Who must comply with CEQA?

Most proposals for physical development in California are subject to the provisions of CEQA, as are many discretionary governmental decisions that will eventually result in physical development (such as adoption of a general or specific plan).

Some projects undertaken by a public agency are subject to CEQA. This includes projects undertaken by any state or local agency, any special district (e.g., a school district), and any public college or university.

CEQA applies to discretionary projects. A discretionary project is one that requires a public agency to determine whether the project will be approved, or if a permit will be issued. Some common discretionary decisions include general plan amendments, rezones, conditional use permits, subdivision maps, and, in some jurisdictions, design review.

Aside from decisions pertaining to a project that will have a direct physical impact on the environment, CEQA also applies to decisions that could lead to indirect impacts, such as making changes to local codes, policies, and general and specific plans.

Who initiates the CEQA environmental review process?

Every development project which requires a discretionary governmental approval will require at least some environmental review pursuant to CEQA, unless an exemption applies.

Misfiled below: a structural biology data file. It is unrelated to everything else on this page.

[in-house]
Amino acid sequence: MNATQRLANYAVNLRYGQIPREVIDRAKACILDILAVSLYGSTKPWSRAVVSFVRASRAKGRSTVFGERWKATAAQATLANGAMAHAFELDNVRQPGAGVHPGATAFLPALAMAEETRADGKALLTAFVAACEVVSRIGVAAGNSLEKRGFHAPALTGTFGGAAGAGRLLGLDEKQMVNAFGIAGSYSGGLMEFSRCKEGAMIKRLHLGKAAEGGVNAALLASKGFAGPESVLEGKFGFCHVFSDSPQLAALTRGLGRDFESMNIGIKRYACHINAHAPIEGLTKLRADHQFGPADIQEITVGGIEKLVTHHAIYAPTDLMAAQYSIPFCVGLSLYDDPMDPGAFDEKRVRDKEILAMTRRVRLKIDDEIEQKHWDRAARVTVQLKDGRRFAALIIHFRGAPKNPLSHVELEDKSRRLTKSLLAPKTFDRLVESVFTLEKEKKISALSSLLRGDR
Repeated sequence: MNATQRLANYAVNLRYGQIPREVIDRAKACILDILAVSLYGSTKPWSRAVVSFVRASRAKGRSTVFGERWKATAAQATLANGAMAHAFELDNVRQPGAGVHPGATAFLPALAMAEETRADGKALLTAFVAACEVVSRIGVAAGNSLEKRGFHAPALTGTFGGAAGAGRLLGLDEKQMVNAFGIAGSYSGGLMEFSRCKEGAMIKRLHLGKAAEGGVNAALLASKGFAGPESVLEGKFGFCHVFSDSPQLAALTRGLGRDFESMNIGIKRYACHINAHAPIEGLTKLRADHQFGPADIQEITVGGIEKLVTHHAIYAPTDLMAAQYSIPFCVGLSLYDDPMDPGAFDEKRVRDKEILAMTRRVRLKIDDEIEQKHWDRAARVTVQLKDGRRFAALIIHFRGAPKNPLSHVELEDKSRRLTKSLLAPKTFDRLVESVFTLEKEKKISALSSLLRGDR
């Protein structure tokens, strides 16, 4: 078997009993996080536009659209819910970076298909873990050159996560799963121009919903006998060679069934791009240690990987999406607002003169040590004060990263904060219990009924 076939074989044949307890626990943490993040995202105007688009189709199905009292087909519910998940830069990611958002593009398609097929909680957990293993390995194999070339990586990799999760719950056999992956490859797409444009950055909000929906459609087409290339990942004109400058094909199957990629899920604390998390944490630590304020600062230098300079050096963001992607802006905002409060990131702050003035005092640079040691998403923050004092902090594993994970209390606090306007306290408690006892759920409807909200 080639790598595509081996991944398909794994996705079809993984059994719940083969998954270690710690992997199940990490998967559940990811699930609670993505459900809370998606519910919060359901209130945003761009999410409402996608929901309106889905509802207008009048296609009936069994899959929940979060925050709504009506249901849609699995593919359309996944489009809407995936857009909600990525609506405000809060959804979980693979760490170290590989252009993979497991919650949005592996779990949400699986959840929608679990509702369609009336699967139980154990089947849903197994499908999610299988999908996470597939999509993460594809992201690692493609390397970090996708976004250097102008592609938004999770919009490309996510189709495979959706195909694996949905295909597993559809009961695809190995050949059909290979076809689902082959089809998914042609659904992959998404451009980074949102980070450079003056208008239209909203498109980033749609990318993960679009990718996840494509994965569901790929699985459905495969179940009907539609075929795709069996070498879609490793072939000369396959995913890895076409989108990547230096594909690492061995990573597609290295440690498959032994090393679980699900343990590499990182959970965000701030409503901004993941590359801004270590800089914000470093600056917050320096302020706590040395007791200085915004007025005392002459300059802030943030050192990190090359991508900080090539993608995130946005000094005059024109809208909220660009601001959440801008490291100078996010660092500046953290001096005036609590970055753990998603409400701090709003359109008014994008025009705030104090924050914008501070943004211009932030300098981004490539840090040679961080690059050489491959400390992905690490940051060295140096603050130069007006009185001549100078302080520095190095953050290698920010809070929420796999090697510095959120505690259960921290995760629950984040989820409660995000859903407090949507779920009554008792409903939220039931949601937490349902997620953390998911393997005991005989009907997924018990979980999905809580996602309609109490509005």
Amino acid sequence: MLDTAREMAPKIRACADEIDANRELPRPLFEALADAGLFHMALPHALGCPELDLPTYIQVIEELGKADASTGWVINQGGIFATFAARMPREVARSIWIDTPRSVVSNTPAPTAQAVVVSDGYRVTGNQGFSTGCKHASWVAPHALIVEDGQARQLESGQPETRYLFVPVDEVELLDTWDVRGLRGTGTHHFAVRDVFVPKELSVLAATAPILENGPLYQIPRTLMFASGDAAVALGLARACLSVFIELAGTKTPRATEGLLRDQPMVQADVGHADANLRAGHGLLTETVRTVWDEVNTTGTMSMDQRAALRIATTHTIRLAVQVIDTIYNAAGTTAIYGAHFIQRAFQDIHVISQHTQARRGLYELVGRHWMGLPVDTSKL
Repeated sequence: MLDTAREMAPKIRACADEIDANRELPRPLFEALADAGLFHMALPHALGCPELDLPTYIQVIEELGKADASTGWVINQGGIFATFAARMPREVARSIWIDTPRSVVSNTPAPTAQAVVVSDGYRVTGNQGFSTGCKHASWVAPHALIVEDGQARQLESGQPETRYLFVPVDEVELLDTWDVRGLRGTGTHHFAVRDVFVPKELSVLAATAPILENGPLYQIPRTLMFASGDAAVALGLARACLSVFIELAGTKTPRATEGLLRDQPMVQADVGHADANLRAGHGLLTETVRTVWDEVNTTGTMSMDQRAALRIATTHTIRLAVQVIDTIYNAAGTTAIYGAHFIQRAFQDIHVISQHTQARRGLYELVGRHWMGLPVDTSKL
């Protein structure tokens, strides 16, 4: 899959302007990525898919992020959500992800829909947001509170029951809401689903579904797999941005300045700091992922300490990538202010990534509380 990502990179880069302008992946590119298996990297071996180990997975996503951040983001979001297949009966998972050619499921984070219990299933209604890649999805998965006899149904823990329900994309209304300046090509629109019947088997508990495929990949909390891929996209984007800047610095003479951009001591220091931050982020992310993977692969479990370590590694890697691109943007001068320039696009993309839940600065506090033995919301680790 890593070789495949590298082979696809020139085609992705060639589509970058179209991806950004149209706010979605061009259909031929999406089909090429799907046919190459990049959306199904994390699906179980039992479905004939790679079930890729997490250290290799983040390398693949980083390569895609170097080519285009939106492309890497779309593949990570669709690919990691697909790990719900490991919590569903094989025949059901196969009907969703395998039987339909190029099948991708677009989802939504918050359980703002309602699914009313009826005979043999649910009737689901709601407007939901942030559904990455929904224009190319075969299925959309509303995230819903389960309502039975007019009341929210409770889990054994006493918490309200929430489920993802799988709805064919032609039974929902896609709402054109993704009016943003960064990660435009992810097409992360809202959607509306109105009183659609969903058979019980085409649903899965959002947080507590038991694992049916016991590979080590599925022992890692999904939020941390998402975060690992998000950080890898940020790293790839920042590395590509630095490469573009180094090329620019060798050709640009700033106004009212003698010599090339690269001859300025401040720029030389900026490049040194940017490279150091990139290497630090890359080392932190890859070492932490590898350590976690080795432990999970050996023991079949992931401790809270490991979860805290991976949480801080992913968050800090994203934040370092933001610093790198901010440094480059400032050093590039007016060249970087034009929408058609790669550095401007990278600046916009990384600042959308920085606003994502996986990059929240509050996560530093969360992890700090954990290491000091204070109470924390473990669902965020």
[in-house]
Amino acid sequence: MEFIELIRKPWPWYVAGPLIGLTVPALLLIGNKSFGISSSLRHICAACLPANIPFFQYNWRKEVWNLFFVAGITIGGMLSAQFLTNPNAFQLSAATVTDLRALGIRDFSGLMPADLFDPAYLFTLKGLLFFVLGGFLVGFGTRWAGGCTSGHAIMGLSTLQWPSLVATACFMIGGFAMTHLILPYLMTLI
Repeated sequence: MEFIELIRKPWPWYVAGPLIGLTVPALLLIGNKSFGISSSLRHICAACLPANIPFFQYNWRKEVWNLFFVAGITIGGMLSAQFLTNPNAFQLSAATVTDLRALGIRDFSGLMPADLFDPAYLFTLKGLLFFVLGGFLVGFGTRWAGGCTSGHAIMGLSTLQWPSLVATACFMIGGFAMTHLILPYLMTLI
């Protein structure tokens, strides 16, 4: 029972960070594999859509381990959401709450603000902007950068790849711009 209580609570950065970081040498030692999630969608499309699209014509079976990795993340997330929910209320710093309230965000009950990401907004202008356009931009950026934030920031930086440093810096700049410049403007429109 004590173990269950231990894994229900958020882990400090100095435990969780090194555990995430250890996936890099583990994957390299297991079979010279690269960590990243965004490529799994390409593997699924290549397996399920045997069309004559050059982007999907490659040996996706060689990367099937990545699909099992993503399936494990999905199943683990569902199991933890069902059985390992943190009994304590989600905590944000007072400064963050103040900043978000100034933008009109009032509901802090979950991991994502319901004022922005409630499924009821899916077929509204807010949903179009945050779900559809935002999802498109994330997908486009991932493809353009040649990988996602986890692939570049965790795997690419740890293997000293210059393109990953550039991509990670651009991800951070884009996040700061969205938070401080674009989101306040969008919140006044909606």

Where a project requires approvals from more than one public agency, CEQA requires one of these public agencies to serve as the "lead agency." Once the lead agency determines that a project is subject to CEQA and not exempt, an “initial study” is generated to establish whether the proposed project has the potential to have a significant effect on the environment.

What triggers an Environmental Impact Report (EIR)?

When an initial study finds substantial evidence that a project may significantly impact the environment, CEQA requires that an EIR be prepared. The EIR is a detailed report that identifies the potentially significant environmental effects the project is likely to have; identifies feasible alternatives to the proposed project; and indicates the ways in which significant effects on the environment can be mitigated or avoided.

Does every project require CEQA review?

No. CEQA only applies to projects that require discretionary permits from a government agency. The agency must have some discretion that shapes how a project can be conducted for CEQA to apply, and the project must be one that could result in an adverse change to the environment.


This website is a public resource of general information about this firm. It is intended, but not promised or guaranteed to be correct, complete or up-to date. The website does not provide legal advice and does not guarantee a result. The website also is not intended to be a source of advertising, solicitation, referrals or endorsement. The attorney on this website is licensed only in California. The firm does not intend to represent anyone where the website fails to comply with all laws and the ethical rules of that state.